Beinart wants to make you like him again!


To do so, he treats you like fools: Just this once, we’re going to let you ask us about our business!

No, we aren’t big fans of Peter Beinart. We don’t refer to the war-mongering Beinart did in the run-up to Iraq. We’re talking about a minor slight the gentleman extended our way just about ten years back.

Some of the children are quite naughty children. It’s our impression, from that one incident, that Peter may be such a child.

That said, we were struck by the phoniness of his piece at The Daily Beast, “Are the Tsarnaevs white?” Since Beinart is technically bright, and since the piece itself is quite dumb, we assume he’s continuing the long, slow process of recreating himself as a liberal in the wake of his fervent pleas for a long, ugly war in Iraq.

Peter may want you to like him again. That may explain the way he fawns to you in his Daily Beast piece.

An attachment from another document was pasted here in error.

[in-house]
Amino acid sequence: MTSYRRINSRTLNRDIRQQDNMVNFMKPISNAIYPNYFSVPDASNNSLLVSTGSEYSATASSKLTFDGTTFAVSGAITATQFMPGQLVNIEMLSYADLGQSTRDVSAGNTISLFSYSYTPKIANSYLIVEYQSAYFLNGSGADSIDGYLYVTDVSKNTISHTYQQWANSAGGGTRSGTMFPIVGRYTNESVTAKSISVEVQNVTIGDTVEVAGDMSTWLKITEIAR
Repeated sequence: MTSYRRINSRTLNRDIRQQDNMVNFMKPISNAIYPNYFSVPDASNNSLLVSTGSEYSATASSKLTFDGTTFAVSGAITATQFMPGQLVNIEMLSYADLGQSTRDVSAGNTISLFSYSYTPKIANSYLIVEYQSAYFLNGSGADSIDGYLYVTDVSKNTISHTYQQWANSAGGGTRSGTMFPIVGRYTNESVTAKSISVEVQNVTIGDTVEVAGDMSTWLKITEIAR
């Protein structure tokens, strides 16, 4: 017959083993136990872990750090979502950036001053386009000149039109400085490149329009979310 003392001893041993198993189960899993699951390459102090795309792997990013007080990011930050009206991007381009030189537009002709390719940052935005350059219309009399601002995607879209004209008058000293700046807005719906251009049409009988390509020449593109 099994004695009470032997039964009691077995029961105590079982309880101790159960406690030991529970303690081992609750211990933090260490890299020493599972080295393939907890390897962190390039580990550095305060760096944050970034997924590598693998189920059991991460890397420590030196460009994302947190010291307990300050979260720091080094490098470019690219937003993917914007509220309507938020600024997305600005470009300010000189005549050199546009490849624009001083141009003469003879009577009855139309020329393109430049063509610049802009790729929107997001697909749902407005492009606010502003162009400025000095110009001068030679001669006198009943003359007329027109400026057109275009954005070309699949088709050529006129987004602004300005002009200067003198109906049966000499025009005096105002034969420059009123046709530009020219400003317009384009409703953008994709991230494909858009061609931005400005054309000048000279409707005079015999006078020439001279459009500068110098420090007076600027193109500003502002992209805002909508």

How about it? Are the Tsarnaevs white? As we noted yesterday, the answer is easy: Yes! And this isn’t even a matter of judgment. As Joan Walsh noted at Salon, the Census Bureau officially classifies folk of their ethnicity as white.

Beinart’s headline question was easy to answer—but remember, Peter may be trying to make you like him again. For that reason, he started his piece with a simple-minded approach to David Sirota’s recent piece at Salon and its conservative critics:
BEINART (4/24/13): Are the Tsarnaevs white?

The day after last week’s attack in Boston, David Sirota wrote a column for Salon entitled “Let’s Hope the Boston Marathon Bomber Is a White American,” arguing that this would limit the resulting crackdown on civil liberties. At first, conservatives were appalled. Then, when police fingered the Tsarnaev brothers, they were triumphant. “Sorry, David Sirota, Looks Like Boston Bombing Suspects Not White Americans,” snickered a headline in Newsbusters. “Despite the most fervent hopes of some writers over at,” added a blogger at Commentary, “the perpetrators of the Boston Marathon bombing are not ‘white Americans’.”